While the infrastructure takedown poses major hurdles for LockBit, the arrests, indictments and identifications of individuals linked the group is truly significant. Europol gave no further details on the two LockBit actors that were arrested, but the Justice Department on Tuesday indicted two Russian nationals who have both allegedly engaged in LockBit ransomware attacks: Ivan Gennadievich Kondratiev, a LockBit affiliate and leader of an affiliate sub-group called the National Hazard Society, and Artur Sungatov, a LockBit ransomware group affiliate.

“A common point of dissatisfaction for using law enforcement mechanisms to reduce this risk is that we’ll never get these guys,” said Megan Stifel, the chief strategy officer for the Institute for Security and Technology and executive director of the Ransomware Task Force. “Well, guess what? Several of them are now in custody. I think that’s indicative of where we’re seeing progress.”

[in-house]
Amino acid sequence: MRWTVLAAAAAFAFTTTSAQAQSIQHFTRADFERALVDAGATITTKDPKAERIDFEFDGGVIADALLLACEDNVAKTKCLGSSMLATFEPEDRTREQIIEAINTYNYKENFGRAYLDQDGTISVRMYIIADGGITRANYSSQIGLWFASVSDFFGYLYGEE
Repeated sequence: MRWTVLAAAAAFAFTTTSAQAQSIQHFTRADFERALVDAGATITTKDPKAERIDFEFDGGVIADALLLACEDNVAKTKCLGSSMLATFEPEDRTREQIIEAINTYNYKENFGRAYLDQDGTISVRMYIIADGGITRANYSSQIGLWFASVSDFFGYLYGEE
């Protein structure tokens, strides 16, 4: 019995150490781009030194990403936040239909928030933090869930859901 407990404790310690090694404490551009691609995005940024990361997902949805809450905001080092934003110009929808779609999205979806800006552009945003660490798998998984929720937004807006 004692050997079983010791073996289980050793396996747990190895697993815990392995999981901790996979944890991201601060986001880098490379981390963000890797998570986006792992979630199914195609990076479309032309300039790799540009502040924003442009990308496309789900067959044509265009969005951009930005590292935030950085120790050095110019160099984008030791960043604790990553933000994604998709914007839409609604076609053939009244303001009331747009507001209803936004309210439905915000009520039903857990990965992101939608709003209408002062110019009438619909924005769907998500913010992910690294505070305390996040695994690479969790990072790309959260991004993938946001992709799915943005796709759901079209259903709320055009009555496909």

The operation has also attempted to aim at the financial epicenter of LockBit, which over the years has received more than $120 million in ransom payments and has made ransom demands totaling hundreds of millions of dollars. In addition to authorities freezing the 200 cryptocurrency accounts linked to the organization, the U.S. Treasury Department on Tuesday also issued sanctions against Kondratiev and Sungatov. The sanctions ban all transactions between these individuals and people in the U.S.

The announcement also reveals two short-term wins for businesses hit by the LockBit ransomware. First, a decryption tool was developed by the FBI, UK’s National Crime Agency and Japanese police. This tool is now available on the No More Ransom portal, and LockBit victims can use it for free in order to recover their encrypted files. Second, LockBit’s data stolen from victims appears to now be in the hands of law enforcement – though there’s no guarantee that there aren’t other copies of this stolen data floating around, said Stifel. Still, “at the very least additional investigative work can help victims understand what was taken and help them to better assess their risk from further damage from the release of that data,” said Stifel.